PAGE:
The regular polygon of 17 sides is called the heptadecagon, or sometimes the heptakaidecagon. Gauss proved in 1796 (when he was
19 years old) that the heptadecagon is constructible
with a compass and straightedge.
Gauss's proof appears in his monumental work Disquisitiones Arithmeticae.
The proof relies on the property of irreducible polynomial
equations that roots composed of a finite number of square
root extractions only exist when the order of the equation is a product of
the form ,
where the
are distinct primesof
the form
(1)
known as Fermat primes. Constructions for the regular triangle (), square (), pentagon (), hexagon (), etc., had been given by Euclid, but constructions based
on the Fermat primes were unknown to the ancients. The first explicit construction
of a heptadecagon was given by Erchinger in about 1800.
The trigonometric functions and are both algebraic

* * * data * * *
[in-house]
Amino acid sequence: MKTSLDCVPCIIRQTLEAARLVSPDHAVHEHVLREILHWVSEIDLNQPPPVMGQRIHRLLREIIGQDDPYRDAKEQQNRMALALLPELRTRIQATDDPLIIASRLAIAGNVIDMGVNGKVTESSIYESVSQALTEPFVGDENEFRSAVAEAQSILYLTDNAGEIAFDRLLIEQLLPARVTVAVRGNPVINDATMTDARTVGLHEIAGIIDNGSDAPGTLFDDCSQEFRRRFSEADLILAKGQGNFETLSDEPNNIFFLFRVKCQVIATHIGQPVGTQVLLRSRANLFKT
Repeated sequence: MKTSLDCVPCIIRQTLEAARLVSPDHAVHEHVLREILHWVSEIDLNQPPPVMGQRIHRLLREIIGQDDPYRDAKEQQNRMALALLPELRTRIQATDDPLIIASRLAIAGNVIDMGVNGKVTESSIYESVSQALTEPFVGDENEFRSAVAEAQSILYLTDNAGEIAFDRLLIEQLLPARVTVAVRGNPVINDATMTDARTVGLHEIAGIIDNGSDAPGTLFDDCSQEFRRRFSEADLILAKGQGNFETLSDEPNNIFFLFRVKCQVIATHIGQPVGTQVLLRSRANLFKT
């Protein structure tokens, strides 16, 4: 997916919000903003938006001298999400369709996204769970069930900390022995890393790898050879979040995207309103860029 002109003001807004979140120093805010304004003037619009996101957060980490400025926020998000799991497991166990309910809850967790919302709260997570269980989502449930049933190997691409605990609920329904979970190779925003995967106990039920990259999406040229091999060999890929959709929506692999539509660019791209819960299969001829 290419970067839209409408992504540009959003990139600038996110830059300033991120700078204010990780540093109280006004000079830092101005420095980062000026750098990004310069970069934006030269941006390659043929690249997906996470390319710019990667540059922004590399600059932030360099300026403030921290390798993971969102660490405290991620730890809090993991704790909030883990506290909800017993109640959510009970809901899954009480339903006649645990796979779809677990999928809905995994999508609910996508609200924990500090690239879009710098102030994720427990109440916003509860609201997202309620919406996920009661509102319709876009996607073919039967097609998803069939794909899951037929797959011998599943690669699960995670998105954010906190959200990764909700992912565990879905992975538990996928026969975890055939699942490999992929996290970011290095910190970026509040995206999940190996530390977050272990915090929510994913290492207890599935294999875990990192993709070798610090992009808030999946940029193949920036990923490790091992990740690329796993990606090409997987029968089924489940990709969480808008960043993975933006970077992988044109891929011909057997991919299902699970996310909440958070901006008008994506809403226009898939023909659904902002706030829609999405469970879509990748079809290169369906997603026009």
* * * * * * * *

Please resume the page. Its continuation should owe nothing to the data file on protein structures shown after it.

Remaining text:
numbers of degree 8 given respectively by
14. Use
and
to get the remaining 15 points of the heptadecagon around the original circle
by constructing ,
, , , , [filled circles], , , , , , [single-ringed filled circles], , , , , and [double-ringed filled circles].
15. Connect the adjacent points for to 17, forming the heptadecagon.
This construction, when suitably streamlined, has simplicity 53. The construction of Smith (1920) has a greater simplicity
of 58. Another construction due to Tietze (1965) and reproduced in Hall (1970) has
a simplicity of 50. However, neither Tietze (1965)
nor Hall (1970) provides a proof that this construction is correct. Both Richmond's
and Tietze's constructions require extensive calculations to prove their validity.
DeTemple (1991) gives an elegant construction involving the Carlyle
circles which has geometrography symbol and simplicity
45. The construction problem has now been automated to some extent (Bishop 1978).